In addition to being enjoyable for the students, Ms Mackee and Ms Phetpawn believe that the work they do to promote good hygiene is very important in terms of keeping children healthy.

“Children play in a lot of dirty places and like eating snacks, so their hands can get pretty messy. We usually take them to wash their hands twice a day, both in the mornings and in the afternoons,” Ms Phetpawn says.

Tou also makes an effort to keep himself clean when he is home.

The youngest of nine children, he explains that he and his brothers and sisters have soap and toothbrushes at home, and that they make good use of them to ensure they stay clean and healthy.

Tears well in nine-year-old Socheata’s eyes as she describes her childhood before she was diagnosed with a hearing problem.

At school, she felt like she was a distraction in the classroom, constantly asking other students to repeat what the teacher was saying.

“It was hard to hear the teacher teaching and to follow the lesson,” she says.

“My classmates would get frustrated when I asked them what the teacher said. Sometimes, they would just ignore me.”

At home, her parents thought she was not paying them any respect.

“I thought she was lazy and pretended not to hear when I called her,” Channy, Socheata’s mother says.

Like many children with disabilities in developing countries like Cambodia, Socheata had no idea about why she was facing these challenges..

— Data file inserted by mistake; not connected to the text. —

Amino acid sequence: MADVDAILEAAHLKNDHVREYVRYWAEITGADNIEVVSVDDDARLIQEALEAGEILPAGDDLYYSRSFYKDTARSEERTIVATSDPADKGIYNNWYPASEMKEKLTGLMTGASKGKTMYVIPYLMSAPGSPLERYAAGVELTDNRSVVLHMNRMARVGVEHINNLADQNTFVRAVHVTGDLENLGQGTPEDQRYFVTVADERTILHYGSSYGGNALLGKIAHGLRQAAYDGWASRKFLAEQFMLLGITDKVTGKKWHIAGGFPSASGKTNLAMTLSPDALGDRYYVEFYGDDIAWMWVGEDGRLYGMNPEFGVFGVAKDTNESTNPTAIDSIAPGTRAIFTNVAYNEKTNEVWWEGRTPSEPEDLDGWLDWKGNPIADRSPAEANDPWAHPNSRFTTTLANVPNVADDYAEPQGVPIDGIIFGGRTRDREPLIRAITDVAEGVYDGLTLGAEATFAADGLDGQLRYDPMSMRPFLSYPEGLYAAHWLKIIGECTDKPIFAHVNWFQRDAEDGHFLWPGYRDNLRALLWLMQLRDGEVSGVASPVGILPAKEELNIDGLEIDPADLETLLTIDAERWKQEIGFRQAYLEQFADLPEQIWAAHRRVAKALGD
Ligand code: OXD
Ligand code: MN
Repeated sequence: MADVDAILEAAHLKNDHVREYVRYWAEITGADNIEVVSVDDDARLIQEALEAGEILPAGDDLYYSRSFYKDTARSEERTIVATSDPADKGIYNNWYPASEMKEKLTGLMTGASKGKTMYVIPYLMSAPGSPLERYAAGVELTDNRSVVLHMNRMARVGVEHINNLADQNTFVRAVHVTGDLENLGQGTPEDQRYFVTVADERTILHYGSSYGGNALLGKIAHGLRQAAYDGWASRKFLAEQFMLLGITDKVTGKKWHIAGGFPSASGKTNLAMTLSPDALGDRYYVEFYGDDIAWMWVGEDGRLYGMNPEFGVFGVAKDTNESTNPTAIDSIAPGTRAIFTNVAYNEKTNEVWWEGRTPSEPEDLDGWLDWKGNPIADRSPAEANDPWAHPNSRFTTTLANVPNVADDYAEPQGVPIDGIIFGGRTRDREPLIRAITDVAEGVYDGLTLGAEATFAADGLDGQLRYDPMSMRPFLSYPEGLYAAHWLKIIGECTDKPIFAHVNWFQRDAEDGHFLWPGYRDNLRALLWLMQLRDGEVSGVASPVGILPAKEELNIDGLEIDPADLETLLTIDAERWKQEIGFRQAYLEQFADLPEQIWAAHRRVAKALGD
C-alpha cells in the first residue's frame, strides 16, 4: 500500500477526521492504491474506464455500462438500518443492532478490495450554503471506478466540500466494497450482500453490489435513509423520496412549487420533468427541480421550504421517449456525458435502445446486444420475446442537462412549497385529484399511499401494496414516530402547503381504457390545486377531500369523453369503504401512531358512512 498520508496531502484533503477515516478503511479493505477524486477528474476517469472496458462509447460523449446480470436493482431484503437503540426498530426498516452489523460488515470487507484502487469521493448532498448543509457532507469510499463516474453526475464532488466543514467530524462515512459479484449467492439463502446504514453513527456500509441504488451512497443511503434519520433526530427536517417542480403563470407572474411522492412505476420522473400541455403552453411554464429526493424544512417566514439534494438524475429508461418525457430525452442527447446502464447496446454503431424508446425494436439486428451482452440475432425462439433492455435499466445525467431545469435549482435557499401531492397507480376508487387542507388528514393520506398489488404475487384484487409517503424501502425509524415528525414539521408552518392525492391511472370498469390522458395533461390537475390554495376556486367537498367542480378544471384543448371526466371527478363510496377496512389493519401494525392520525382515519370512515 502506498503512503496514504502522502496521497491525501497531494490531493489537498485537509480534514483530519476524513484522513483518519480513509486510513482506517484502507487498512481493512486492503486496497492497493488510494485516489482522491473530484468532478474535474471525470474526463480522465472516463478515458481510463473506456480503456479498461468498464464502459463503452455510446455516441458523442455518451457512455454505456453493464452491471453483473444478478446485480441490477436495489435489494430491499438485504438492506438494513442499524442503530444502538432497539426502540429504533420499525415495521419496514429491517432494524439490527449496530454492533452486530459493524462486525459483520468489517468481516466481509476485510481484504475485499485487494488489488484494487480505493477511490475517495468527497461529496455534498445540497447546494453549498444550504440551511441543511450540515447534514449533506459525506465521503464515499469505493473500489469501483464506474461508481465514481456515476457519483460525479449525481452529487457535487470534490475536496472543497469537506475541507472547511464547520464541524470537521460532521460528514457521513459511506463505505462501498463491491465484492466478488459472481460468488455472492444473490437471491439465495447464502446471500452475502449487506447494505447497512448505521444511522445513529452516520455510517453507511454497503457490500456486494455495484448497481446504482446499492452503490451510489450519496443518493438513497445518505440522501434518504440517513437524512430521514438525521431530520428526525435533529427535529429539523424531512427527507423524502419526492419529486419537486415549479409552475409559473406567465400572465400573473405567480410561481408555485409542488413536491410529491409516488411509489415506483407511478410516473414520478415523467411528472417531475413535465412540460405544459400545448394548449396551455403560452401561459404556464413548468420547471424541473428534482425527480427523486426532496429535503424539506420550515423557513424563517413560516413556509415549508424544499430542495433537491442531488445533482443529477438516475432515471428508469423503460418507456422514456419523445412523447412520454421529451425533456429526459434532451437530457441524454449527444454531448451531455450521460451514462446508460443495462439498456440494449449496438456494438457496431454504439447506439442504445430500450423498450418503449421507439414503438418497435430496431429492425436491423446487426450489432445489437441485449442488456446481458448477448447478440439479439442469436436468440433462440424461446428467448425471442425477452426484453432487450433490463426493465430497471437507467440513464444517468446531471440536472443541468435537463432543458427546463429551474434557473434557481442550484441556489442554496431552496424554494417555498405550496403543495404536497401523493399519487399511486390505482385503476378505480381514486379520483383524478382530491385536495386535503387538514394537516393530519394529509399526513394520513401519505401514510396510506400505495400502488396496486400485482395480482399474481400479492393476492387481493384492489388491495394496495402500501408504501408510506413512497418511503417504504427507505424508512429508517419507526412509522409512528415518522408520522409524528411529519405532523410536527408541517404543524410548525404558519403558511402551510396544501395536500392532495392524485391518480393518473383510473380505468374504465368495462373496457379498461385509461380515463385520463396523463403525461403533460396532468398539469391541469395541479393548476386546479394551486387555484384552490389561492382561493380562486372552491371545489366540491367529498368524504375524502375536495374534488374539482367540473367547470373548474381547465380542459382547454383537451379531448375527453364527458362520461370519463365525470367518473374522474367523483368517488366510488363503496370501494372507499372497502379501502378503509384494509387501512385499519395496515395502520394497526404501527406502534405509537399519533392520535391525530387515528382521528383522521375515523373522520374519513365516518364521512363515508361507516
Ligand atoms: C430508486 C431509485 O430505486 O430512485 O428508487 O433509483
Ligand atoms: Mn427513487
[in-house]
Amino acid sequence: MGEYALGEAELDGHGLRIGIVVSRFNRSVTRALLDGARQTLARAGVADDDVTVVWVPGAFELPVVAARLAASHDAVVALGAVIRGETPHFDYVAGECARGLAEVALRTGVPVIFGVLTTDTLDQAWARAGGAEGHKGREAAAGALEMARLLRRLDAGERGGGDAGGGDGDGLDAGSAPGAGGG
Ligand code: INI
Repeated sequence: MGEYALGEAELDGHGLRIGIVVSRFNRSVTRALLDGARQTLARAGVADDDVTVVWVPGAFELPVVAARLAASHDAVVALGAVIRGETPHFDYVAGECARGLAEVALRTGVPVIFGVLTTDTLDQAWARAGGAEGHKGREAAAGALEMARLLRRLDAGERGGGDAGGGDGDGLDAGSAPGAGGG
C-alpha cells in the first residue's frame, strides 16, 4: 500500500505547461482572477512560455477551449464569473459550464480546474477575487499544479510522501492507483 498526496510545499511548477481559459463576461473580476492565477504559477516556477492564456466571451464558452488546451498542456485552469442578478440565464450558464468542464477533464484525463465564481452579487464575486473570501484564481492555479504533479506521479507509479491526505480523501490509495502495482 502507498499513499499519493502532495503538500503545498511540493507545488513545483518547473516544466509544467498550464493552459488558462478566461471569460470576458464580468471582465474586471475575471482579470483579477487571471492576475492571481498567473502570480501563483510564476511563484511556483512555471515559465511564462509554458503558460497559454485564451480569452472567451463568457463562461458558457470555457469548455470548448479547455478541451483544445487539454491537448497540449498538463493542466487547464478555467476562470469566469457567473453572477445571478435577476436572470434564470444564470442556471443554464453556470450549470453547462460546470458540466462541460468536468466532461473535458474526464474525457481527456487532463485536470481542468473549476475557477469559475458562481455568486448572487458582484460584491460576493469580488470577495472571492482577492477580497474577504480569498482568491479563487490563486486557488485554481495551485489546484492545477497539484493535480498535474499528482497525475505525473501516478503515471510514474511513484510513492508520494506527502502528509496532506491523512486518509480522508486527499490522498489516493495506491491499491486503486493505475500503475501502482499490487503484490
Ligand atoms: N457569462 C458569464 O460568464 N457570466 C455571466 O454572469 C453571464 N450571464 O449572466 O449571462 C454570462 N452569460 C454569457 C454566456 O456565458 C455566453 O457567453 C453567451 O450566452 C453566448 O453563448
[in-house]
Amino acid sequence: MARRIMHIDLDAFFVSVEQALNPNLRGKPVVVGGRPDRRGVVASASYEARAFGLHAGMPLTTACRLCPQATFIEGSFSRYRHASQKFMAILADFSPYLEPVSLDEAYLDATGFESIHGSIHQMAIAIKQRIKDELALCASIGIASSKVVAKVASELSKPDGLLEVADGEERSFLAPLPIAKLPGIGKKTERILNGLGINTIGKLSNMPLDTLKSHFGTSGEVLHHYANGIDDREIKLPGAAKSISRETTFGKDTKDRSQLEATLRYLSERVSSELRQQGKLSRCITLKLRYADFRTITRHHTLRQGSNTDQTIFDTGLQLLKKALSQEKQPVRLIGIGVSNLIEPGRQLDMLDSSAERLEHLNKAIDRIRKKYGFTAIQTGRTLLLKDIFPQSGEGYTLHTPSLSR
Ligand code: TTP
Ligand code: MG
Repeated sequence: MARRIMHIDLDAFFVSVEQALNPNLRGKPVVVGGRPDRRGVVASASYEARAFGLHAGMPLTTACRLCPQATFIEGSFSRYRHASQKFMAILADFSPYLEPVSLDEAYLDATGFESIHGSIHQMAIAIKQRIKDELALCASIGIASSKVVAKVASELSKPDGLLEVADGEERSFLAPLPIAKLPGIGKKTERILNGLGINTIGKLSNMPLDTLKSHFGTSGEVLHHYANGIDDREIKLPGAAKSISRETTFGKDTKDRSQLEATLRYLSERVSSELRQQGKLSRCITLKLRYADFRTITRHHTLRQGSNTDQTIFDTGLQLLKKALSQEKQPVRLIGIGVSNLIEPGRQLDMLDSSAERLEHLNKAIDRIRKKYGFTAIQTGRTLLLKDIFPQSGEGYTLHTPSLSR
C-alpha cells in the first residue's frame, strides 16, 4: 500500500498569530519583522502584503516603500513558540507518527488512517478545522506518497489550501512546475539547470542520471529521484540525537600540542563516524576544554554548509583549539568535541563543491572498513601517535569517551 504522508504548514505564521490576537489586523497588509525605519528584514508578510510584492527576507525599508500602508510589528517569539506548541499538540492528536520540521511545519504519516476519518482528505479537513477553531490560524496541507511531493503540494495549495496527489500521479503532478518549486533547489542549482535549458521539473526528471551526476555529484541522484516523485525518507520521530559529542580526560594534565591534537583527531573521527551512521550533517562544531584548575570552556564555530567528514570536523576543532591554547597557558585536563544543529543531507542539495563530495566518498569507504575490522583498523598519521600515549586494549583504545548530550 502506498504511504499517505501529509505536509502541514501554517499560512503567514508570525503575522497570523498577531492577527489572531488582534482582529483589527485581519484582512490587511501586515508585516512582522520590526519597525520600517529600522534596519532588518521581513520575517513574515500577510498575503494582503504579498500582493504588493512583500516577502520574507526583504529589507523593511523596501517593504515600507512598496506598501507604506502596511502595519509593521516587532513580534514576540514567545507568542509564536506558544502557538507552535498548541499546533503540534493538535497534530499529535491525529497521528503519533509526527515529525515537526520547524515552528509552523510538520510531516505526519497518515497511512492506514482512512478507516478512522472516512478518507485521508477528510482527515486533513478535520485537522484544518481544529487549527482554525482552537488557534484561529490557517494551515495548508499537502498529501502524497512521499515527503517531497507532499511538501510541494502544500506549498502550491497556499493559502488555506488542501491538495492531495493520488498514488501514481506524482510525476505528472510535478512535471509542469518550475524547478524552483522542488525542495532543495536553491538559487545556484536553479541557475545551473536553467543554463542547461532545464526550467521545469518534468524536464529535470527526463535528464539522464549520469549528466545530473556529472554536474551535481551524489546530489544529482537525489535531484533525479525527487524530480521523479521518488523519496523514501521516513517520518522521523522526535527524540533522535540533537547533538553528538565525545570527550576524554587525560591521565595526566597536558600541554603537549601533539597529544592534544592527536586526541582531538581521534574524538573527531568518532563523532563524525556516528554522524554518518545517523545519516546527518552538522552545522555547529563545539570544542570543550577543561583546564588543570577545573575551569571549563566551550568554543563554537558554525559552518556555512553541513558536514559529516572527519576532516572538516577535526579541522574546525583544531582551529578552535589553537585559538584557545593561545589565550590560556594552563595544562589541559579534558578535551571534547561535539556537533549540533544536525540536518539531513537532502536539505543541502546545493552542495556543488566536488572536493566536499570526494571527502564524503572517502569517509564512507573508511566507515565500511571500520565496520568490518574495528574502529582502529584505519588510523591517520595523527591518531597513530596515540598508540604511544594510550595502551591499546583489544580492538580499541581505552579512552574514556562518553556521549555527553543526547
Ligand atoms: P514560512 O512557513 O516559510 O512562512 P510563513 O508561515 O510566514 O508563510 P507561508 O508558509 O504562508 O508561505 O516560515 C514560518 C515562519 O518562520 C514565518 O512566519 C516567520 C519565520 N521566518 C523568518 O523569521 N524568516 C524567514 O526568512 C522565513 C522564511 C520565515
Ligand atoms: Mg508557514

Disability affects nearly 10% of world population, 80% of whom live in developing countries like Cambodia.

Children like Socheata often face social stigma and are unable to reach their potential if they are not diagnosed.

Socheata can hear in class thanks to ChildFund Cambodia

They often lack equal access to education, training and development and this constant lack of opportunity alienates them from fully participating in activities that can enhance their confidence and self-esteem.

Socheata’s hearing problem was diagnosed when ChildFund Cambodia arranged for her to see a hearing specialist through local partner, Krousar Thmey.

When Angkearith from Krousar Thmey diagnosed Socheata with a hearing problem, he informed her mother, who instantly changed her attitude towards her daughter.

Socheata can hear in class thanks to ChildFund Cambodia
Socheata can hear in class thanks to ChildFund Cambodia

“My neighbours and I never knew about things such as hearing problems and we didn’t know where to get support,” Channy says.

“Now, I am so relieved I know. I will help to spread the word about such services to my neighbours and friends.”

Changing community attitudes towards children with disability helps to create a more inclusive environment, so children are not as vulnerable.

ChildFund also works closely with teachers to help identify children with special needs. These children can then be referred to Krousar Thmey where they can undertake tests.

Socheata was fitted with a new hearing aid and she can now hear everything her teacher says in class. She says the new hearing aid will help her reach her potential at school.

“I want to be an outstanding student,” Socheata says. “Now that I can hear, I can do that.”